UPDATE: I Have to Know - Got the Kids Screened

12/8/10: Just received word that both kids tested negative for the insulin antibodies! This is such good news and I am so happy, it makes me realize how different results would have really darkened my holiday spirit and possibly led to years of anxiety and guilt. I'm going to celebrate. The kids may not quite understand why, but they will!

I took my 8-yo daughter and 5-yo son in to a local research hospital for a blood draw as part of the TrialNet study. I have received information on this test for years, and because I have diabetes the researchers are interested in screening my kids for diabetes-related autoantibodies. If so, there is the possiblity of continued participation in research studies that might help prevent diabetes in others or delay the onset in my kids.Researchers told me that although both were screened out of a study at birth when they tested negative for a genetic marker for diabetes, there was still the chance.

I knew my kids would not be interested in a blood draw from the arm, based on how they have responded to vaccinations at the doctor's office. And although I watch both kids carefully for the symptoms, I didn't want to know. The presence of autoantibodies could come years before diabetes is diagnosed, so why would I want to get a bad result and have that hanging over our family for what could be years?

I don't know why I changed my mind, but my wife and I talked about it and decided we have to know. I took a day off from work and scheduled an appointment at the research clinic. Then I made plans to do fun things with the kids for the rest of the day, including tickets to see the Harry Potter exhibition in town. I didn't tell them about the test or the blood draw until the night before, and both were very upset. I had to explain from a very basic level why we don't want them to have diabetes and why they are at risk. But I assured them that the numbing cream the clinic sent out would make it easy. And if they were brave, we would go to Hogwarts.

They did very well. My daughter volunteered to go first, but wanted to sit on my lap when they drew blood. Apparently the numbing cream worked wonders, because she said, "That was it?!" when it was over. My boy was not going to be outdone by his big sister, and said he was ready but didn't need to sit on anyone's lap or hold anyone's hand. His draw went well and was painless.

I was so busy signing the study consent forms and worrying about how the kids would act that I forgot to worry about the test results. I asked a study nurse when and how we would get the results, and she told me that I would find out in about 6 weeks. Six weeks? I know this is a different set of tests but we can get A1C results in 5 minutes nowadays. So sometime in late December I should get results of the tests, and information on continued studies. I remarked that negative test results would be a great Christmas gift this year. (Later, when asked by her grandmother what she wanted for Christmas, my daughter replied that she didn't want to get diabetes.)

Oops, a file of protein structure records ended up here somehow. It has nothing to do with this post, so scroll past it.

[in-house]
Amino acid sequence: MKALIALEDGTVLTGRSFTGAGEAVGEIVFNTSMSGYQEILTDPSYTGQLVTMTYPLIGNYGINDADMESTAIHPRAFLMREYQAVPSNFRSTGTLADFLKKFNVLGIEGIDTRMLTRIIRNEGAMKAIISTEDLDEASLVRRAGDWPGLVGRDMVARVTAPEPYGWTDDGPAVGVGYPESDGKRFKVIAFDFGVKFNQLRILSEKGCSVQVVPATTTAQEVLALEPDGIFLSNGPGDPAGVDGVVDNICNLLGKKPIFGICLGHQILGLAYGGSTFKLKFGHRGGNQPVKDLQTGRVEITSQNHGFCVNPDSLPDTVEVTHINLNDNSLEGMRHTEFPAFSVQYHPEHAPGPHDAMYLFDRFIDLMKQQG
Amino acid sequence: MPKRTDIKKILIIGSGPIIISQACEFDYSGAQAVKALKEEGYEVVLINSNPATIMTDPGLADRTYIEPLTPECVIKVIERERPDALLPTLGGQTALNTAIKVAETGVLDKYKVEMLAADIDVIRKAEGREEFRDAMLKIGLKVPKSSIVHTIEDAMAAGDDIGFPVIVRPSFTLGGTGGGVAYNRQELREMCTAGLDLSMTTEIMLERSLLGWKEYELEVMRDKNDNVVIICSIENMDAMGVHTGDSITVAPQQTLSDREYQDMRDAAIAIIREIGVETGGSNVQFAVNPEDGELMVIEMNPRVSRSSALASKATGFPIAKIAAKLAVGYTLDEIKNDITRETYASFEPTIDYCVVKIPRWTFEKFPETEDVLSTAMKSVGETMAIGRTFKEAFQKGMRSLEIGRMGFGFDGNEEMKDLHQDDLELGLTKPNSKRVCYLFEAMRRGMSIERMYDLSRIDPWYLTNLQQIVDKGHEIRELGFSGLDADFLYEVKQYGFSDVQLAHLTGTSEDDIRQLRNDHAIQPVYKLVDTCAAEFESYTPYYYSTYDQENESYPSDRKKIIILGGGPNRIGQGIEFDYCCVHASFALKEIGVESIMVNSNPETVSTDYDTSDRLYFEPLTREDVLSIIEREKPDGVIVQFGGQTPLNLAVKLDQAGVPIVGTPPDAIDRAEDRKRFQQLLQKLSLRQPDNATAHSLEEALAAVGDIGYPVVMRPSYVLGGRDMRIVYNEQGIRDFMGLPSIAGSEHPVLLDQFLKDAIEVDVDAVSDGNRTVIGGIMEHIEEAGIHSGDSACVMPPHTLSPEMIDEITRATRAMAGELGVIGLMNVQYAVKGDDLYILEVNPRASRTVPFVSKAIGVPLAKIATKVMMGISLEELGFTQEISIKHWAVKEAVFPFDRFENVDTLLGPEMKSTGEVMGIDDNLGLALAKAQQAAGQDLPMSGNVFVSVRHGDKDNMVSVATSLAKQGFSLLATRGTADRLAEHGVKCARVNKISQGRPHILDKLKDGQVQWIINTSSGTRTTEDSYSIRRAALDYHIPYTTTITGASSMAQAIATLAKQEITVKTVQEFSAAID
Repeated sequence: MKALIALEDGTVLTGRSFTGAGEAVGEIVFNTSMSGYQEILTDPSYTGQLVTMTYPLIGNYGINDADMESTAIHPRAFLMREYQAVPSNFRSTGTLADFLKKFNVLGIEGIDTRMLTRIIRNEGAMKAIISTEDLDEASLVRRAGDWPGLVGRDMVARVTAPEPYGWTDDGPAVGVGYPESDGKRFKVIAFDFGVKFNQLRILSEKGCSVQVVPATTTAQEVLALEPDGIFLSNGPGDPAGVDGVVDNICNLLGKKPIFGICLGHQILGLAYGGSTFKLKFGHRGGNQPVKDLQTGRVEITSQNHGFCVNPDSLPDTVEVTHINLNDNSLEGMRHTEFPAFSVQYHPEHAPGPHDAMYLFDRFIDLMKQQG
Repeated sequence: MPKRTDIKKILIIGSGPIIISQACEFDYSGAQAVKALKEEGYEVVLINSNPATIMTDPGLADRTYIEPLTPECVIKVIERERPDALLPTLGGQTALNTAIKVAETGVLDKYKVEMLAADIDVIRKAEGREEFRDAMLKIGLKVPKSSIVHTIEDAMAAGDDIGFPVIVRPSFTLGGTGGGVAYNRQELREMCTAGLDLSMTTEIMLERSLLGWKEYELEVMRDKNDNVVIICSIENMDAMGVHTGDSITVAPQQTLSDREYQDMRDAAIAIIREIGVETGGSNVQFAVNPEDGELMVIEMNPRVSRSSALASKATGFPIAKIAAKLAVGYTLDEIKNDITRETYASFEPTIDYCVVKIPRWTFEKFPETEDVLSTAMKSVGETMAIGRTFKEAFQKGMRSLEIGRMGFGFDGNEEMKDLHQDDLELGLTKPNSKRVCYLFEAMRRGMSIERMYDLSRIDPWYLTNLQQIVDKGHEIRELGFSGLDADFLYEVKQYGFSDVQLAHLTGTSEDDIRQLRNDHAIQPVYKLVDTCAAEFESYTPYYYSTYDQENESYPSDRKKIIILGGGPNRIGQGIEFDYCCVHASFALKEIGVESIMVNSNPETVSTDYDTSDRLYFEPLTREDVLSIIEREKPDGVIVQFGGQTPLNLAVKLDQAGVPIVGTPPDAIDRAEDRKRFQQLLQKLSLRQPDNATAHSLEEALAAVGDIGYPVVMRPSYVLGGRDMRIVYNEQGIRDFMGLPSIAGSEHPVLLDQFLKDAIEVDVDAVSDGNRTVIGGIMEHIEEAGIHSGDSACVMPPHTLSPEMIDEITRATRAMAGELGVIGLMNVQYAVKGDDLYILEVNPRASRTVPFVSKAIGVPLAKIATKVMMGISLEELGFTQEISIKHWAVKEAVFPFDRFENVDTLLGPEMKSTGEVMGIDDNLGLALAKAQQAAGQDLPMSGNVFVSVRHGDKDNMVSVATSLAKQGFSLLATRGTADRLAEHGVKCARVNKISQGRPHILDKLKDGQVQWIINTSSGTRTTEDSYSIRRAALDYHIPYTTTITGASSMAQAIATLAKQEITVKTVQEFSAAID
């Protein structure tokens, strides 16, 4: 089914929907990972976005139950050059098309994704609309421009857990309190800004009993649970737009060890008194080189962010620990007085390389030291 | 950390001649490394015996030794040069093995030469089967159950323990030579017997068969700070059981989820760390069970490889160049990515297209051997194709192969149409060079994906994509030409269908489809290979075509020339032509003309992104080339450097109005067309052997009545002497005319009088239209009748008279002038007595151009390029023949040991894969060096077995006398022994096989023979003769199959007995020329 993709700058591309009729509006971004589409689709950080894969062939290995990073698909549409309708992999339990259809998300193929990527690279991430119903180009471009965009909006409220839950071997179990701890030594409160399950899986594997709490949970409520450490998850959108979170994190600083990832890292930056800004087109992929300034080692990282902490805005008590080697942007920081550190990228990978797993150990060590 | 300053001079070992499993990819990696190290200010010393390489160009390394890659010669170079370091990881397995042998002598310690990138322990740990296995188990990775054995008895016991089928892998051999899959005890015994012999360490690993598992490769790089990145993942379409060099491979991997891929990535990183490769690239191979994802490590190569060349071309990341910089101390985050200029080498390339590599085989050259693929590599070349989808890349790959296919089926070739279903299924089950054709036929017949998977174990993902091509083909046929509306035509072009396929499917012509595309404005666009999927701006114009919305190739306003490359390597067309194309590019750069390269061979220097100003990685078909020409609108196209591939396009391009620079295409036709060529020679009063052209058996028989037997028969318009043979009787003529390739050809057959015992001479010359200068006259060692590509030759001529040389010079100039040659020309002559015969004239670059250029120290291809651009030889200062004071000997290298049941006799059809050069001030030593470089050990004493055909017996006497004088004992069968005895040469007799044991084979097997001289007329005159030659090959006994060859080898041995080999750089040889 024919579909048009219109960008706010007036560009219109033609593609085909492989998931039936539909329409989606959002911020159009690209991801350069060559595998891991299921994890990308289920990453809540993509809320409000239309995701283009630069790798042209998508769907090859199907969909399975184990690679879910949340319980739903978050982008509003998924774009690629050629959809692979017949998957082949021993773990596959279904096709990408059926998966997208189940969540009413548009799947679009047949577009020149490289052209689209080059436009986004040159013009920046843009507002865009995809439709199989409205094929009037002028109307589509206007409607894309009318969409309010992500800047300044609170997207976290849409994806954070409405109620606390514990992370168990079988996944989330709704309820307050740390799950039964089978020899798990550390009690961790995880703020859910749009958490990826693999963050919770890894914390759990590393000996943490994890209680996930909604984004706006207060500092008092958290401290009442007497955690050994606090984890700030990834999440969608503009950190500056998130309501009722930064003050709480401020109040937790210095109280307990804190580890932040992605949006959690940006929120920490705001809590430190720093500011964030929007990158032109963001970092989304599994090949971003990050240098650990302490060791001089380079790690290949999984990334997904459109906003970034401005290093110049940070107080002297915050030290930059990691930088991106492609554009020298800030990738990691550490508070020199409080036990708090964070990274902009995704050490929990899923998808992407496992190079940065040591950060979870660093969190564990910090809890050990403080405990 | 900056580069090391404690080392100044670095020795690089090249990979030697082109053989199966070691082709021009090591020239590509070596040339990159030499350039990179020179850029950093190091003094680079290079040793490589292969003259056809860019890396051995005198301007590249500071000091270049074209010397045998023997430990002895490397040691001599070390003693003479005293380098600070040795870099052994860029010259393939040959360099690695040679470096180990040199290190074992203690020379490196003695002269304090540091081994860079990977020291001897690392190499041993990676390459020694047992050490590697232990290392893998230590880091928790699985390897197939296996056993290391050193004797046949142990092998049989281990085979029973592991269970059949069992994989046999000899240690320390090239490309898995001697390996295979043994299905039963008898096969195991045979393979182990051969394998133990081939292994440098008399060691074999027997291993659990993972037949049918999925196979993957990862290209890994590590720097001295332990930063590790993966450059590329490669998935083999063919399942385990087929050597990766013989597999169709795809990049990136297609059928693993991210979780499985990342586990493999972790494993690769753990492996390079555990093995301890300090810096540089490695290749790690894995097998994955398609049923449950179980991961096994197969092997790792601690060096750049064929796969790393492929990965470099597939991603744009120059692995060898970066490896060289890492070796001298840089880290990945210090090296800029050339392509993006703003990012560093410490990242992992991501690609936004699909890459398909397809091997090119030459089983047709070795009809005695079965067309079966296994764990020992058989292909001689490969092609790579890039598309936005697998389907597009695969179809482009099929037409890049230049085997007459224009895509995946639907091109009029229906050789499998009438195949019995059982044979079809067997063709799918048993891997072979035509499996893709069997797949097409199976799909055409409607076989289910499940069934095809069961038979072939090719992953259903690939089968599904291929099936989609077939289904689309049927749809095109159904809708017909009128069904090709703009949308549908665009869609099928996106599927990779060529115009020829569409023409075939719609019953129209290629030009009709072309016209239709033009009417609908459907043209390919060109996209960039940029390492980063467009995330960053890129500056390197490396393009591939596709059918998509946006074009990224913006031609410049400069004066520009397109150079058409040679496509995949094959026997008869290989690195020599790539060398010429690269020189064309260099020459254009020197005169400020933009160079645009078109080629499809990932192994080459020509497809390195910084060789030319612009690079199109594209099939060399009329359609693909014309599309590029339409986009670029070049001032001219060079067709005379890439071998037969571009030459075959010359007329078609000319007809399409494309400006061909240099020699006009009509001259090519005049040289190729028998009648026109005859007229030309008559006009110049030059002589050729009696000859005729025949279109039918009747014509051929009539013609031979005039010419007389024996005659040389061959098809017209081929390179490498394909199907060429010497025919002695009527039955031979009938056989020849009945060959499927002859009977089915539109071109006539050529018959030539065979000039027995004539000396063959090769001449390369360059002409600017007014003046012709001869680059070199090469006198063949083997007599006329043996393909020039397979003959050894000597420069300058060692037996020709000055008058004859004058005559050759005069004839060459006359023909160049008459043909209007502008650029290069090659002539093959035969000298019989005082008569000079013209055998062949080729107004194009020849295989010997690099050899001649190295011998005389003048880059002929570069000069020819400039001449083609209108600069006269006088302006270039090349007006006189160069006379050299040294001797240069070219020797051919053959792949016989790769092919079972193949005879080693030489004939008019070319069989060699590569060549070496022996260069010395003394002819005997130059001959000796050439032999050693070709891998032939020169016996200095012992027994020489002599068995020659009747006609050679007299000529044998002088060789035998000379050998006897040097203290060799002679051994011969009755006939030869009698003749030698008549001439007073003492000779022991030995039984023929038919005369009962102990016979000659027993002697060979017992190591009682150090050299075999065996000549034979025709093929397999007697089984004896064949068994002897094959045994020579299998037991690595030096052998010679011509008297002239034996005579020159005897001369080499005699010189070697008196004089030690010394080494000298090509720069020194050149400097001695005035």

So I have weeks of waiting ahead of me, but I'll try not to think about it. And I hope the kids don't, either. The Harry Potter exhibit was an immediate distraction!

Views: 8

Comment by mother4peace - Christine on November 16, 2010 at 5:04pm
Best wishes on the outcome and hope that the wait is not too terribly painful. We all hope that each of our children are spared.
Comment by biggstella on November 17, 2010 at 6:07am
Thanks for the information. I have wondered if I should take my two girls (7 and 5) to get tested and what the procedure was. I have to admit that I don't want to know...but I do. I would like to be prepared...but I don't. Does that make sense? I hope you get good news and it will hopefully get my butt in gear to make a decision for our girls. Good luck, and your children are adorable.

Comment

You need to be a member of Diabetes community by Diabetes Hands Foundation: TuDiabetes to add comments!

Join Diabetes community by Diabetes Hands Foundation: TuDiabetes

Advertisement



REsources

From the Diabetes Hands Foundation blog...

Diabetes Among Hispanics: We’re not all the same

US Hispanics are often portrayed in the press as a single, monolithic group. But anyone who has spent any time in San Francisco’s Mission District or the Bronx can tell you, we’re not all the same. Now we’re finding out Read on! →

Diabetes entre los hispanos: no somos todos iguales

Traducido por Mila Ferrer.    A menudo los Hispanos en Estados Unidos son retratados en la prensa como un solo grupo, monolítico. Pero cualquiera que haya pasado algún tiempo en el  Mission District de San Francisco o el Bronx se Read on! →

Diabetes Hands Foundation Team

DHF TEAM

Manny Hernandez
(Co-Founder, Editor, has LADA)

Emily Coles
(Head of Communities, has type 1)

Mila Ferrer
(EsTuDiabetes Community Manager, mother of a child with type 1)

Mike Lawson
(Head of Experience, has type 1)

Corinna Cornejo
(Development Manager, has type 2)

Desiree Johnson  (Administrative and Programs Assistant, has type 1)


DHF VOLUNTEERS


Lead Administrator

Bradford (has type 1)


Administrators

Lorraine (mother of type 1)
Marie B (has type 1)

Brian (bsc) (has type 2)

Gary (has type 2)

David (dns) (type 2)

 

LIKE us on Facebook

Spread the word

Loading…

This website is certified by Health On the Net Foundation. Click to verify. This site complies with the HONcode standard for trustworthy health information: verify here.

© 2014   A community of people touched by diabetes, run by the Diabetes Hands Foundation.

Badges  |  Contact Us  |  Terms of Service